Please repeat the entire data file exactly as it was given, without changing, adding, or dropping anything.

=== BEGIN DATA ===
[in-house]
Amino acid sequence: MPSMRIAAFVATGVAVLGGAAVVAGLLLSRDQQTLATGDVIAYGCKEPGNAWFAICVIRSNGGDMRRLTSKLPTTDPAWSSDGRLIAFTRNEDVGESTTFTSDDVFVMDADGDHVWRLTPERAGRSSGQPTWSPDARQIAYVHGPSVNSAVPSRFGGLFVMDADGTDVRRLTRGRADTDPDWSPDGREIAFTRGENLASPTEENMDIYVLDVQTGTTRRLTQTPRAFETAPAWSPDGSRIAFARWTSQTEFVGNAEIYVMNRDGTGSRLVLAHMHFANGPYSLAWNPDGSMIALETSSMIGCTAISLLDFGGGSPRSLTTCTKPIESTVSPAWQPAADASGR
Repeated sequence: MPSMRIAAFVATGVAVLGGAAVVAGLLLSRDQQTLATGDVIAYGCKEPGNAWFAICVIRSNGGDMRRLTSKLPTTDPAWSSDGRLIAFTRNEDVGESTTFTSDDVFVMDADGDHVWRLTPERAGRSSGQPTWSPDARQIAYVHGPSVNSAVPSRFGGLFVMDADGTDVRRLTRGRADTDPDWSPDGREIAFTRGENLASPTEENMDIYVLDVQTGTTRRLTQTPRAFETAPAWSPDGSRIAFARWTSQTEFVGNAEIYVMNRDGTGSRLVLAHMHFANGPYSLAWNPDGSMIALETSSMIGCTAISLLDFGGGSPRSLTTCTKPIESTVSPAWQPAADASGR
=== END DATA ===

[in-house]
Amino acid sequence: MPSMRIAAFVATGVAVLGGAAVVAGLLLSRDQQTLATGDVIAYGCKEPGNAWFAICVIRSNGGDMRRLTSKLPTTDPAWSSDGRLIAFTRNEDVGESTTFTSDDVFVMDADGDHVWRLTPERAGRSSGQPTWSPDARQIAYVHGPSVNSAVPSRFGGLFVMDADGTDVRRLTRGRADTDPDWSPDGREIAFTRGENLASPTEENMDIYVLDVQTGTTRRLTQTPRAFETAPAWSPDGSRIAFARWTSQTEFVGNAEIYVMNRDGTGSRLVLAHMHFANGPYSLAWNPDGSMIALETSSMIGCTAISLLDFGGGSPRSLTTCTKPIESTVSPAWQPAADASGR
Repeated sequence: MPSMRIAAFVATGVAVLGGAAVVAGLLLSRDQQTLATGDVIAYGCKEPGNAWFAICVIRSNGGDMRRLTSKLPTTDPAWSSDGRLIAFTRNEDVGESTTFTSDDVFVMDADGDHVWRLTPERAGRSSGQPTWSPDARQIAYVHGPSVNSAVPSRFGGLFVMDADGTDVRRLTRGRADTDPDWSPDGREIAFTRGENLASPTEENMDIYVLDVQTGTTRRLTQTPRAFETAPAWSPDGSRIAFARWTSQTEFVGNAEIYVMNRDGTGSRLVLAHMHFANGPYSLAWNPDGSMIALETSSMIGCTAISLLDFGGGSPRSLTTCTKPIESTVSPAWQPAADASGR